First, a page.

25th May 2013

Roger Davies is a West Yorkshire songsmith with a delicate touch. You are more than likely to be instantly taken by his cool delivery and easy going relaxed stage presence. This is because there's a certain unpatronising warmth about a performer who refers to his audience as his 'gang', and consequently, you seem to enfold yourself within his circle, not kicking, not screaming.

Roger takes his birthright seriously, and there is an abundance of affectionate songs centred around his hometown of Brighouse and surrounding area. Roger's Huddersfield Town captures this essence in the same manner but manages to avoid it being just a pastiche of that particular style of writing. Northern Trash despite its confrontational title (to a Donny lad that is), still maintains the 'affectionate' aspect of his writing about home.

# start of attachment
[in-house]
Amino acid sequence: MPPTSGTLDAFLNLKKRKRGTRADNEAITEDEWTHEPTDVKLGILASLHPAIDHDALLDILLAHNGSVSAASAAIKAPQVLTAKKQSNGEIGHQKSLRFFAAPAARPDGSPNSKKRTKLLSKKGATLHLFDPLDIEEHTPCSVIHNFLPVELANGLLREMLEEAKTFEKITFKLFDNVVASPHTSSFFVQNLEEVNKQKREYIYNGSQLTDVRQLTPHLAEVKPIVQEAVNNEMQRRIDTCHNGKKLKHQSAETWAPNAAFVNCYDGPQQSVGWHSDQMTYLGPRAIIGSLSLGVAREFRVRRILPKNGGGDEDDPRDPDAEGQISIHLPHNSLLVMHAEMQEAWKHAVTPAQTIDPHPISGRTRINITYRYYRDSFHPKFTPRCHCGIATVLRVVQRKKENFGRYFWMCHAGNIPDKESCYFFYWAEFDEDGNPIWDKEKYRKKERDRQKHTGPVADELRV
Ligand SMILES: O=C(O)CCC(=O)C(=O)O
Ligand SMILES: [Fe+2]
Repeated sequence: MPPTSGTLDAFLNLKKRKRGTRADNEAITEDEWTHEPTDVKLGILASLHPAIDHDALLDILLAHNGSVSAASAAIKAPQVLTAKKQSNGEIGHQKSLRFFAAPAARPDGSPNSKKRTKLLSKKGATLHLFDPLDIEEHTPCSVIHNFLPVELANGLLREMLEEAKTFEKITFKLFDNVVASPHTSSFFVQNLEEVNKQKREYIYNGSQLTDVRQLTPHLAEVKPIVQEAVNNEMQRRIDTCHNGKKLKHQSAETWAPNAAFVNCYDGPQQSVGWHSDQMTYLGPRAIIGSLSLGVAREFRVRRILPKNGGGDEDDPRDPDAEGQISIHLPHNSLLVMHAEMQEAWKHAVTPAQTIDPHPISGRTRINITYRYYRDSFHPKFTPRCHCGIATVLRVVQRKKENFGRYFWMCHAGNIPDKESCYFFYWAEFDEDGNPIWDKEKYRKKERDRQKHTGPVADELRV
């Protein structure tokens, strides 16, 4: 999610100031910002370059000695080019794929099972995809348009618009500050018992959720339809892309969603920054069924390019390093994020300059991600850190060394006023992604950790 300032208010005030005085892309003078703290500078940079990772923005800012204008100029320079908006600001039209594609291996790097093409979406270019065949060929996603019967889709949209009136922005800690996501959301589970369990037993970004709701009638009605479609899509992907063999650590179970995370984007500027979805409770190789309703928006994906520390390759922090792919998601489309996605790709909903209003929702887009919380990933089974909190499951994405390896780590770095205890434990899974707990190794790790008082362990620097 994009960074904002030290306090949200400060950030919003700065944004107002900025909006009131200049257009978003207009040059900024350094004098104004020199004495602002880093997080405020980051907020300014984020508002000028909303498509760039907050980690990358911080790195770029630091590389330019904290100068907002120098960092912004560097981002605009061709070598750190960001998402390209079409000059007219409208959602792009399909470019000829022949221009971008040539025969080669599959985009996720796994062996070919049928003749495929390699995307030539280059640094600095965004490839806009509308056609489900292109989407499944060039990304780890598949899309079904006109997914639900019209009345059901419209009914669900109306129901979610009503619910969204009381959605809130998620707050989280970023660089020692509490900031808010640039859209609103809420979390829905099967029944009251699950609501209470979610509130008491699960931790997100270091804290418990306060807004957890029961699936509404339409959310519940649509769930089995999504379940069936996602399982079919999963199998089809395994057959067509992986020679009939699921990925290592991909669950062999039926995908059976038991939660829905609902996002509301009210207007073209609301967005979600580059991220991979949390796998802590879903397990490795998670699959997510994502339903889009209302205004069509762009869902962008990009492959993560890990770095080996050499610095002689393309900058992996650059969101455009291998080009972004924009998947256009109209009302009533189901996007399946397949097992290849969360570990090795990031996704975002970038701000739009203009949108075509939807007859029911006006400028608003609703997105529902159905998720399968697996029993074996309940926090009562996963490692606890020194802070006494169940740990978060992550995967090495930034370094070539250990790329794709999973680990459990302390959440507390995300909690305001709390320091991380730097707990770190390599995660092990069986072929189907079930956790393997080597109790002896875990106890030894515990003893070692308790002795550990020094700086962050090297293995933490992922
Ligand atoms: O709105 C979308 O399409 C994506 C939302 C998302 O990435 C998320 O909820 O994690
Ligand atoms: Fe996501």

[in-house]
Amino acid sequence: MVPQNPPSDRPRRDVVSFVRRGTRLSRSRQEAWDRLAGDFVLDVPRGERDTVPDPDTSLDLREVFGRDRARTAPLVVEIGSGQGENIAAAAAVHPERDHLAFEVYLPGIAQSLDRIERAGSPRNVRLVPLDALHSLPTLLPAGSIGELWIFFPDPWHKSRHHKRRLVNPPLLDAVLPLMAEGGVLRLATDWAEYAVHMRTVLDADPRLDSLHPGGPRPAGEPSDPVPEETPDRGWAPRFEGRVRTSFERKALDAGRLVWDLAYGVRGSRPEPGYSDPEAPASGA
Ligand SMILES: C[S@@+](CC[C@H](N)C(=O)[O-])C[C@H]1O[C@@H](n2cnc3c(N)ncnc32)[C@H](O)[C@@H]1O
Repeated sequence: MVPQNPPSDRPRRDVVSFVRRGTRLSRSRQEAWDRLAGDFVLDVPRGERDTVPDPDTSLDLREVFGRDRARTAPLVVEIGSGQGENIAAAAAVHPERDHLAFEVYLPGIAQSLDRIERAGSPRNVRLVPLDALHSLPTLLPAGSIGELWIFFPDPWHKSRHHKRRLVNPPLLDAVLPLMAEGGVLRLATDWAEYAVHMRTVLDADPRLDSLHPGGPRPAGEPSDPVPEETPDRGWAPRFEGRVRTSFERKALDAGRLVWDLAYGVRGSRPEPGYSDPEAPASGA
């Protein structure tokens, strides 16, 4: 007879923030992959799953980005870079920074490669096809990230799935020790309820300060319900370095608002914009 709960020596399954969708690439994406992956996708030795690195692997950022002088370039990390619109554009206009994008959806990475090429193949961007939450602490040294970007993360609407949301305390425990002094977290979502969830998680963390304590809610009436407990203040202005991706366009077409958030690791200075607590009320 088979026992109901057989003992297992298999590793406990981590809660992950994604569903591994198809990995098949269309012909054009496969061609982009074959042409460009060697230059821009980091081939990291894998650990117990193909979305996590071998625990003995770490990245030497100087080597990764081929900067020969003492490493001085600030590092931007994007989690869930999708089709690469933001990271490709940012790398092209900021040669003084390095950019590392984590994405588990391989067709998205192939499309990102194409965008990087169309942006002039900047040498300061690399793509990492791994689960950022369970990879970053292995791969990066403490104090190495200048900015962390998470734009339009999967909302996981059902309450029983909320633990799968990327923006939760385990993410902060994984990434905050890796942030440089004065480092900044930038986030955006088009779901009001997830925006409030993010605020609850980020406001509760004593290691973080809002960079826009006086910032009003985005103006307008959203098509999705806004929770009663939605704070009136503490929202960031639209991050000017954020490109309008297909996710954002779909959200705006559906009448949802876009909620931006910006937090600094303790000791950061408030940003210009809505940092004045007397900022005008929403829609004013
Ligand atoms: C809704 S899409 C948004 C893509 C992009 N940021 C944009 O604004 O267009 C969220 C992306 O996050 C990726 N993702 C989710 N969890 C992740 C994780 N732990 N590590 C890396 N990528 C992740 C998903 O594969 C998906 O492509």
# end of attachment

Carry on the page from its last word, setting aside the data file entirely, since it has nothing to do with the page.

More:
There's nothing long and drawn out or with any excessive multi chorus's in Roger Davies' songs, they're all pretty short and sweet and to the point. During his two club length sets at Bob Chiswick's Monday Music Club at The Regent, he managed to pack in a total of twenty-three songs of which there were only two covers, Bernard Wrigley's tribute to Dame Nellie Melba (no, not Kate Rusby Mr Harding) in Knocking Nellie and a Hugh Moffat song made popular by the late Johnny Cash, Rose of My Heart. The rest were all his.

"When Roger walked on stage to a sold out Square Chapel in Halifax, it quickly became obvious why this self styled 'Yorkshire Songwriter' commands such a strong following. His songs are a reflection of the world around us. His lyrics can be funny, as in 'The Beerbelly Blues', thought provoking or, as in his tender ballad 'Stephanie', simply exquisite." Halifax Courier
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